Oliver # 299 Planer ITCH Head Grinding
Updated: Oct 15
Let me start by saying I get asked a lot about this procedure. I have wanted to post something about this for a long time to help people figure this out, this procedure can be daunting. I have gotten a lot of calls from shop teachers that get a job in a shop with one of these planers, and have no idea how to handle it, and they find me on the internet. God bless shop teachers, right? So the situation I am in is this; I have a new to me planer (hope you saw my post on the restoration), and the grinder I have I have not used and did not start life with this planer. So let me say right now that after you do this once, it will be 100 times easier than the way I'm starting out, especially if you are sharpening your own planer. I also want to add that these are awesome planers and it will be worth it to you! The first thing I am going to do is check the grinding bridge for parallel with the cutter head. This is an easy step. Here's a couple pics of that;
This is a really easy step because mine is within a thou and that's close enough! Next lets get the grinder out. This stuff is expensive and I made a dovetailed box to keep it all in.
Unfortunately the grinder cannot stay on the planer so that's why they are often separated. Someone gives these parts a quizzical look before tossing them in the dumpster. So the grinder motor and diamond wheel is first. The studs in my grinder carriage were not rock solid so I used some stuff to lock them in. Heres a couple of pics;
Now the grinder can mount on two studs with hex nuts;
Make sure your wheel is tight. The motor and wheel are CW rotation and the little wheel shaft is right hand threaded, and it will loosen up on you. On this one there is a button head set screw on the backside I was able to hold with an allen wrench while applying some good torque to the wheel nut. The next step is where some black magic comes in; I'm not sure how to put this all into language but here goes. The part is the arm bracket and what I call the "duckfoot" tooth guide. Here it is;
This part has several adjustments that are all important. It mounts to the carriage with 2 hex bolts. The height of this is not affected by the adjustment dial that lowers the wheel. You need to get this as close to the cutter head as possible without touching it. That height is adjusted by the 2 little set screws in the recess. Once I have these adjusted, when I remove them from the carriage in one piece to be as repeatable as possible. This time I went one step further and removed the cast piece with it as shown in the top middle pic above. I did have to cut some off the bottom of my bracket to allow me the get the cap head screws out of that cast piece without taking everything apart. The lateral movement of the bracket on the cast piece is important because that is how you will be able to remove the "baseball outfield mowing lines" on your cut. Wow I hope that makes sense cause we got more! The duckfoot movement forward and backward changes the actual grind angle on each tooth. Make sure you have some negative relief on the back of the bevel. So once you set all this you should not have to do any of this again. Yay! Another thing I do is mark the rows of teeth on the cutterhead on the motor side, to help me keep up with where I am at. I stamp them but you could use a sharpie. There are 6 rows of 14 teeth for a total of 84. If you don't have to change any teeth we can proceed to grinding. If you do lets circle back on that. Without starting the grinder I do some dry runs on row 1 tooth 1 to see that everything is working. That dial adjustment knob on top probably has some backlash in it so it is good to get it close now.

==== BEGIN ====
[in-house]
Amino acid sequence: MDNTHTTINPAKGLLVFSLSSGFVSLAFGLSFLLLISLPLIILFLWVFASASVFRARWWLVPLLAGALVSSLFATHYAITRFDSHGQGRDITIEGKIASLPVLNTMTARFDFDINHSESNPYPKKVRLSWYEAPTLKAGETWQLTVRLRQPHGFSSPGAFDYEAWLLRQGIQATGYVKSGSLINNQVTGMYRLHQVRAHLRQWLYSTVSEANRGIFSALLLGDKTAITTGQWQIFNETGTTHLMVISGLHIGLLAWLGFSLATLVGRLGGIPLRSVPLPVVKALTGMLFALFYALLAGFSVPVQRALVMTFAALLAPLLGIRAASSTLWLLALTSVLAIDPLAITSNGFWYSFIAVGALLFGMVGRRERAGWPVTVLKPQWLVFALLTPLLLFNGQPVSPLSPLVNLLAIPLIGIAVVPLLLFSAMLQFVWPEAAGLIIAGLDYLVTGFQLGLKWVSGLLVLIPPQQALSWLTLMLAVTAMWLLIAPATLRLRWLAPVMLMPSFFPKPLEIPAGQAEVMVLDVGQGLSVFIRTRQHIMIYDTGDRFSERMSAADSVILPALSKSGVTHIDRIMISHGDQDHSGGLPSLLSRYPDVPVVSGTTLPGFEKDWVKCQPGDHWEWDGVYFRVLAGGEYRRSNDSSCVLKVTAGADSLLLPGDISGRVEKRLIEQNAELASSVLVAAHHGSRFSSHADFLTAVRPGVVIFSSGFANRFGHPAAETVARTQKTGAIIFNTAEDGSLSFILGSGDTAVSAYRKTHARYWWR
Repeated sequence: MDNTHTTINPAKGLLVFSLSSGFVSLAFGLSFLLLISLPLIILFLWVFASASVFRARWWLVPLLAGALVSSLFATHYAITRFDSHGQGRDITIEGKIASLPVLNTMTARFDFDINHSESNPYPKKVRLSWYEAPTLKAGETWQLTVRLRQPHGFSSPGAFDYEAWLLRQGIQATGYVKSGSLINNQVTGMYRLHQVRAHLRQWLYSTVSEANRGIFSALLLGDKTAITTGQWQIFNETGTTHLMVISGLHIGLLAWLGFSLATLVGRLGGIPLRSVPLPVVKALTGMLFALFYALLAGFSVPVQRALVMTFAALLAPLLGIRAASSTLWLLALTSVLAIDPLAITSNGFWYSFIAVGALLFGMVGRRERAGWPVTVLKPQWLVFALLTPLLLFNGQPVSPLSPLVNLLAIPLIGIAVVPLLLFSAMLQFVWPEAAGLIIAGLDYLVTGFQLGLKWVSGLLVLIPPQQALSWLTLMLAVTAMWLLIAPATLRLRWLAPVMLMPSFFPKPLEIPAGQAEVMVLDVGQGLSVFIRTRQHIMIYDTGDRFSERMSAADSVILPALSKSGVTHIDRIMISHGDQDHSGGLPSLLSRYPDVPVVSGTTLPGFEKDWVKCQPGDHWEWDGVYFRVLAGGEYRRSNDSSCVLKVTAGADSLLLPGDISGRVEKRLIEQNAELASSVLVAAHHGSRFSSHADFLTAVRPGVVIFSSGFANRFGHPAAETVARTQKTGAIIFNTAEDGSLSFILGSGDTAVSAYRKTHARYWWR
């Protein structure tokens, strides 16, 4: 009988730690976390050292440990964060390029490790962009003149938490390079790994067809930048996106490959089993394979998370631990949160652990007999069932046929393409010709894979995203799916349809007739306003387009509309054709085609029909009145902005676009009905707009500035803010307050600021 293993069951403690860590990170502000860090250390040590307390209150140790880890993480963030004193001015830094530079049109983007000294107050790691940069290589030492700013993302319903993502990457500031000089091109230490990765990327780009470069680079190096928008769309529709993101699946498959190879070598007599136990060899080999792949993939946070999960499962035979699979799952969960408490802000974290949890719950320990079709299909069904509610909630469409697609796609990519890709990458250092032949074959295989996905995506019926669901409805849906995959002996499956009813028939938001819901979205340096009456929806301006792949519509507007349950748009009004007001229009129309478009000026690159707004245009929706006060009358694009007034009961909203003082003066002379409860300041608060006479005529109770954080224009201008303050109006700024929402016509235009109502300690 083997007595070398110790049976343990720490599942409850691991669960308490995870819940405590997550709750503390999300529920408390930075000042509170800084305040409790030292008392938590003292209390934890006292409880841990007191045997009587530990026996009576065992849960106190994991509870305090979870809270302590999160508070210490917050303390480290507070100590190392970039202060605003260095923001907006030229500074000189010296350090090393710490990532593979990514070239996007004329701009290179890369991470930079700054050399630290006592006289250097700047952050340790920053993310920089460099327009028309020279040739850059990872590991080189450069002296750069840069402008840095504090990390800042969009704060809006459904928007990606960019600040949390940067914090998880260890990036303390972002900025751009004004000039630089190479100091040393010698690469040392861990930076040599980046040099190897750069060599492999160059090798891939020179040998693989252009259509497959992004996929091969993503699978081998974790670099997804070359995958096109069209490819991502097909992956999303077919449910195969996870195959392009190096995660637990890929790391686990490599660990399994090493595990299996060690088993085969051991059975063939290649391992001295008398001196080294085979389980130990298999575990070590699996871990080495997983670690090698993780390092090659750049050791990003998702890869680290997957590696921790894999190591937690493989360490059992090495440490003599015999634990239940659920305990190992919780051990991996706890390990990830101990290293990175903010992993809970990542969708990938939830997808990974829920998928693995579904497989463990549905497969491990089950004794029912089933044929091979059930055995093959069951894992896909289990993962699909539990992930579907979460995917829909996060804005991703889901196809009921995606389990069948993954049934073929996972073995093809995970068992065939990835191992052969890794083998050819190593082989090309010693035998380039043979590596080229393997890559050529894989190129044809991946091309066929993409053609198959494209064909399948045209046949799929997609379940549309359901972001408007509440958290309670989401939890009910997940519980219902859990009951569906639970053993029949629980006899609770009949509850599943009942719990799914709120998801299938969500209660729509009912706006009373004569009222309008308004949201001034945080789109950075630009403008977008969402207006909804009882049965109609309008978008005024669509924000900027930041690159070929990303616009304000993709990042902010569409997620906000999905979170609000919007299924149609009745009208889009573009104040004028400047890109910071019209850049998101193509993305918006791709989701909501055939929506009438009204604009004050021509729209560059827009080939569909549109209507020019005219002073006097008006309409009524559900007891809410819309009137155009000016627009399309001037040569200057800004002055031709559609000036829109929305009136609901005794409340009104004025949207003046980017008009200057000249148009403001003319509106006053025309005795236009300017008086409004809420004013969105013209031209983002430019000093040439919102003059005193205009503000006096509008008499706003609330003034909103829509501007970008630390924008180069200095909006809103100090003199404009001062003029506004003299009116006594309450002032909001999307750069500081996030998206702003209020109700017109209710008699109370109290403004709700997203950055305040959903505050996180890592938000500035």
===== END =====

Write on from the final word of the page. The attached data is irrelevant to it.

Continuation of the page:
These grinders are not meant to remove a lot of material; they won't do it even if you try. Once you get started you are going to be taking off .001", a thou, off every pass. The system I use is to grind the whole head then lower .001 and grind again. In my situation now I have ground 5 passes on 2 different days. This was unusual because the teeth on left side were a lot lower than right. I suppose that was because some dudes used the same side of the 24" planer over and over. I will never know but the point is to take your time. About 3 passes is all my attention span can handle at once! But keep in mind when I go back to resharpen this it will probably be 1 pass and I can usually do that in 30 minutes, start to finish. Most of that time is getting everything out and putting everything back. Before starting to grind there is a good trick for the lateral position of the duckfoot to the diamond wheel. The left side of the wheel should align with the "point" of the duckfoot, when looking straight down on it. Below is a drawing of what I am trying to say;
Getting setup from scratch is a lot of work. But after that these are so cool! I love my planer because it is so quiet and smooth and lovable! Alright here is a short video of my grinding technique:
Rinse and repeat 84 times. You have to put pressure on the cutterhead, with one hand, to keep the tooth and duckfoot in contact with each other. As you crank the grinder across, with your other hand, the cutterhead is turning slightly. This does take a fair amount of hand and eye coordination and is another skill to acquire.
Here is a late arrival;
Next time I grind this I will have a spanky new "Wedding Cake" from Staitoplane.com! These are so nice they are made from aluminum billet. The old ones were made from blue cheese....
Thanks for looking, hope this helps yall to a better Oliver life!
Life is short, enjoy your projects!